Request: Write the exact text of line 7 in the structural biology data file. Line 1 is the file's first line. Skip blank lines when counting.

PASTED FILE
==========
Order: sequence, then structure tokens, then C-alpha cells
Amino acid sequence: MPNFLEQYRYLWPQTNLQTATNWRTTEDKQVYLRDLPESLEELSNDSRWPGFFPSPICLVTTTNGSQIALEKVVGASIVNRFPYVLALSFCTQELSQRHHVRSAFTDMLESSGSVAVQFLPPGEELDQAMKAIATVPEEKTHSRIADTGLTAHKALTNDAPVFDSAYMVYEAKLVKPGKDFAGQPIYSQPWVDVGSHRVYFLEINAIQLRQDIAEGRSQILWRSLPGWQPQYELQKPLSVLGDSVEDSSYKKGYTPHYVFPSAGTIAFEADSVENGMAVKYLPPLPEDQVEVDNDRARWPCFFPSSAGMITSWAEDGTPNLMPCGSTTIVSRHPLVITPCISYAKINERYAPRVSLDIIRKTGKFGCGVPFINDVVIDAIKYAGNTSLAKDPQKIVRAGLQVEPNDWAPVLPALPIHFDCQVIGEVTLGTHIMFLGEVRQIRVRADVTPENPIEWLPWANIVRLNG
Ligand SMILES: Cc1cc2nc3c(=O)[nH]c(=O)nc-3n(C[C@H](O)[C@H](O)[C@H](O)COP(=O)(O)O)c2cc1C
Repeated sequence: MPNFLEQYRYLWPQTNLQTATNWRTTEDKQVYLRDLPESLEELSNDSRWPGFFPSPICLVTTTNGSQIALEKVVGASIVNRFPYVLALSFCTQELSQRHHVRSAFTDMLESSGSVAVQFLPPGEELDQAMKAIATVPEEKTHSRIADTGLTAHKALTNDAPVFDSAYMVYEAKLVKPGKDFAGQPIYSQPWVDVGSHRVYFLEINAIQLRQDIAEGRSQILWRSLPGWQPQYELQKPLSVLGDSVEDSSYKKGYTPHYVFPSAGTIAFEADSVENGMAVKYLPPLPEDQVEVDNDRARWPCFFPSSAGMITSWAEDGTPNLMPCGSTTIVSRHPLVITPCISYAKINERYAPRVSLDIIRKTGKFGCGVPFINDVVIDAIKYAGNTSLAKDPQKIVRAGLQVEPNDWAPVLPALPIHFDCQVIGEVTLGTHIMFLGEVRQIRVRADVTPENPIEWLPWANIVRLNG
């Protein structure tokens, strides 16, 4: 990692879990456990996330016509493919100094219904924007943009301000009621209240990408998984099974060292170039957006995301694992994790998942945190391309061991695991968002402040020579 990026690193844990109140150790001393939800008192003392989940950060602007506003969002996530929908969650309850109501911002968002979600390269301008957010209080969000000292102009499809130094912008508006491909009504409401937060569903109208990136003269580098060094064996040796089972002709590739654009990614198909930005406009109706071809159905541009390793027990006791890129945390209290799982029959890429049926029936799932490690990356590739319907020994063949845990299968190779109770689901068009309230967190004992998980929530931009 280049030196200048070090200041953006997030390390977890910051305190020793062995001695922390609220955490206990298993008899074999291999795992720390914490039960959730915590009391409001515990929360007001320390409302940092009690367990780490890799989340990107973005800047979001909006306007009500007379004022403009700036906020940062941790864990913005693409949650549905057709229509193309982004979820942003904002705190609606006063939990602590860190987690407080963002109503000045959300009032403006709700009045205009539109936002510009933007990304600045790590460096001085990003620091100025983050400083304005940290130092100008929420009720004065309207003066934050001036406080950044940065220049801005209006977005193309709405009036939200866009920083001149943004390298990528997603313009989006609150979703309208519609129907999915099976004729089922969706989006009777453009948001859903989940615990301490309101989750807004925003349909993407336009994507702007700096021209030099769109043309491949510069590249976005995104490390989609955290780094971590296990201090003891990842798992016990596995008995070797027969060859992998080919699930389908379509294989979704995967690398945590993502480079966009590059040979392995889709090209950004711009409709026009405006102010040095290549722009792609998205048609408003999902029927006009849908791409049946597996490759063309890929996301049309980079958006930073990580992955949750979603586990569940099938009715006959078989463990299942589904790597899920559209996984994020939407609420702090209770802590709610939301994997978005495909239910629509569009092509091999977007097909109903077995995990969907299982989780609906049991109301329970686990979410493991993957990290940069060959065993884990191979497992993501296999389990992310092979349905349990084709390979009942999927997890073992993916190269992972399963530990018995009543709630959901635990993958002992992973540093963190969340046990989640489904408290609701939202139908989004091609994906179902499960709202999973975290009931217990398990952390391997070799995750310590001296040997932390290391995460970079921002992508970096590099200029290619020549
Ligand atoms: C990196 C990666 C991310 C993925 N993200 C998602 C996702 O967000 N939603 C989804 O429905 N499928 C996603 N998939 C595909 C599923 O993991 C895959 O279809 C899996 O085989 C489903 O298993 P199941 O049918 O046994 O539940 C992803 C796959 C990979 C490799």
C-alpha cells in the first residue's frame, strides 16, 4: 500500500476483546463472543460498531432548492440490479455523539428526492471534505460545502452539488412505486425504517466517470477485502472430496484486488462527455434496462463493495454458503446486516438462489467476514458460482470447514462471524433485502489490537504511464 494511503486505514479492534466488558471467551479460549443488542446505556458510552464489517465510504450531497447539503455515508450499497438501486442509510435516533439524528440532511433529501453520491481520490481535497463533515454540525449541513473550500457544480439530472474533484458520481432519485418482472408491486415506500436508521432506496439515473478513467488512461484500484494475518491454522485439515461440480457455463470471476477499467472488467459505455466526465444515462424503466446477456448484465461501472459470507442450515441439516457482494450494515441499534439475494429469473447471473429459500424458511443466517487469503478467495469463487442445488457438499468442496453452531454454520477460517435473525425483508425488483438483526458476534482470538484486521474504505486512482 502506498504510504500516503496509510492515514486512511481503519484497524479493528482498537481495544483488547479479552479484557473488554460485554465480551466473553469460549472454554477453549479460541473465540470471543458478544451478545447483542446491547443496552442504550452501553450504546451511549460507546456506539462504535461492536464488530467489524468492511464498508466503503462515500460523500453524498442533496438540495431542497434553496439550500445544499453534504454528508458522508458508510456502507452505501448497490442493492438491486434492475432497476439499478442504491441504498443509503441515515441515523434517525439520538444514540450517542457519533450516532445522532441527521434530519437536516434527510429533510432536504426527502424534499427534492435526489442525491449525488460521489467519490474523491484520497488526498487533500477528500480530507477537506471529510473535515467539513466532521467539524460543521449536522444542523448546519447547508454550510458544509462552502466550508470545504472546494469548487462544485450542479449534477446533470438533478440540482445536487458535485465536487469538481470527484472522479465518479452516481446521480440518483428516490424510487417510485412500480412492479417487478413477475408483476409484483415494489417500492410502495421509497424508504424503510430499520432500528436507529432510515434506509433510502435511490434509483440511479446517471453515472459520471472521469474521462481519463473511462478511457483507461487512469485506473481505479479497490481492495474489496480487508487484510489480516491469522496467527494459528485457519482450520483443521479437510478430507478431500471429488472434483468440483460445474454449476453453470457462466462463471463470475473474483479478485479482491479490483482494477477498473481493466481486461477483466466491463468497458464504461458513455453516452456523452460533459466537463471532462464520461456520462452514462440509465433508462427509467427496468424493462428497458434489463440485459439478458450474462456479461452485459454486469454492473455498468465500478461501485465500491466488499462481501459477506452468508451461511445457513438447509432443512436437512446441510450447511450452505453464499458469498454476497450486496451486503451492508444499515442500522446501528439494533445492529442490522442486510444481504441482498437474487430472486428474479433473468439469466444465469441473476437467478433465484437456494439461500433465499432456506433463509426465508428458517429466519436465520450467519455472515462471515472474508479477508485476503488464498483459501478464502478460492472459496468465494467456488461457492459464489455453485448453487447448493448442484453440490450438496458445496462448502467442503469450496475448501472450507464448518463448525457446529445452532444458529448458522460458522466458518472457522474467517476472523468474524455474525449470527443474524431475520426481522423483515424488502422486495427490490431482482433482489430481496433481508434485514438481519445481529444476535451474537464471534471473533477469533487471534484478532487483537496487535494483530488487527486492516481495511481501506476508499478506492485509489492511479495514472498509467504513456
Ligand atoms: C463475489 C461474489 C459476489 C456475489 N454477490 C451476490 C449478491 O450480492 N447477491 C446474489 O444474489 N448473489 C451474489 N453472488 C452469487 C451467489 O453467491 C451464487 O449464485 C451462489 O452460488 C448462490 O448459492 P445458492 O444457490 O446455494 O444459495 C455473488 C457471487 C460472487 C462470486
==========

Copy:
C-alpha cells in the first residue's frame, strides 16, 4: 500500500476483546463472543460498531432548492440490479455523539428526492471534505460545502452539488412505486425504517466517470477485502472430496484486488462527455434496462463493495454458503446486516438462489467476514458460482470447514462471524433485502489490537504511464 494511503486505514479492534466488558471467551479460549443488542446505556458510552464489517465510504450531497447539503455515508450499497438501486442509510435516533439524528440532511433529501453520491481520490481535497463533515454540525449541513473550500457544480439530472474533484458520481432519485418482472408491486415506500436508521432506496439515473478513467488512461484500484494475518491454522485439515461440480457455463470471476477499467472488467459505455466526465444515462424503466446477456448484465461501472459470507442450515441439516457482494450494515441499534439475494429469473447471473429459500424458511443466517487469503478467495469463487442445488457438499468442496453452531454454520477460517435473525425483508425488483438483526458476534482470538484486521474504505486512482 502506498504510504500516503496509510492515514486512511481503519484497524479493528482498537481495544483488547479479552479484557473488554460485554465480551466473553469460549472454554477453549479460541473465540470471543458478544451478545447483542446491547443496552442504550452501553450504546451511549460507546456506539462504535461492536464488530467489524468492511464498508466503503462515500460523500453524498442533496438540495431542497434553496439550500445544499453534504454528508458522508458508510456502507452505501448497490442493492438491486434492475432497476439499478442504491441504498443509503441515515441515523434517525439520538444514540450517542457519533450516532445522532441527521434530519437536516434527510429533510432536504426527502424534499427534492435526489442525491449525488460521489467519490474523491484520497488526498487533500477528500480530507477537506471529510473535515467539513466532521467539524460543521449536522444542523448546519447547508454550510458544509462552502466550508470545504472546494469548487462544485450542479449534477446533470438533478440540482445536487458535485465536487469538481470527484472522479465518479452516481446521480440518483428516490424510487417510485412500480412492479417487478413477475408483476409484483415494489417500492410502495421509497424508504424503510430499520432500528436507529432510515434506509433510502435511490434509483440511479446517471453515472459520471472521469474521462481519463473511462478511457483507461487512469485506473481505479479497490481492495474489496480487508487484510489480516491469522496467527494459528485457519482450520483443521479437510478430507478431500471429488472434483468440483460445474454449476453453470457462466462463471463470475473474483479478485479482491479490483482494477477498473481493466481486461477483466466491463468497458464504461458513455453516452456523452460533459466537463471532462464520461456520462452514462440509465433508462427509467427496468424493462428497458434489463440485459439478458450474462456479461452485459454486469454492473455498468465500478461501485465500491466488499462481501459477506452468508451461511445457513438447509432443512436437512446441510450447511450452505453464499458469498454476497450486496451486503451492508444499515442500522446501528439494533445492529442490522442486510444481504441482498437474487430472486428474479433473468439469466444465469441473476437467478433465484437456494439461500433465499432456506433463509426465508428458517429466519436465520450467519455472515462471515472474508479477508485476503488464498483459501478464502478460492472459496468465494467456488461457492459464489455453485448453487447448493448442484453440490450438496458445496462448502467442503469450496475448501472450507464448518463448525457446529445452532444458529448458522460458522466458518472457522474467517476472523468474524455474525449470527443474524431475520426481522423483515424488502422486495427490490431482482433482489430481496433481508434485514438481519445481529444476535451474537464471534471473533477469533487471534484478532487483537496487535494483530488487527486492516481495511481501506476508499478506492485509489492511479495514472498509467504513456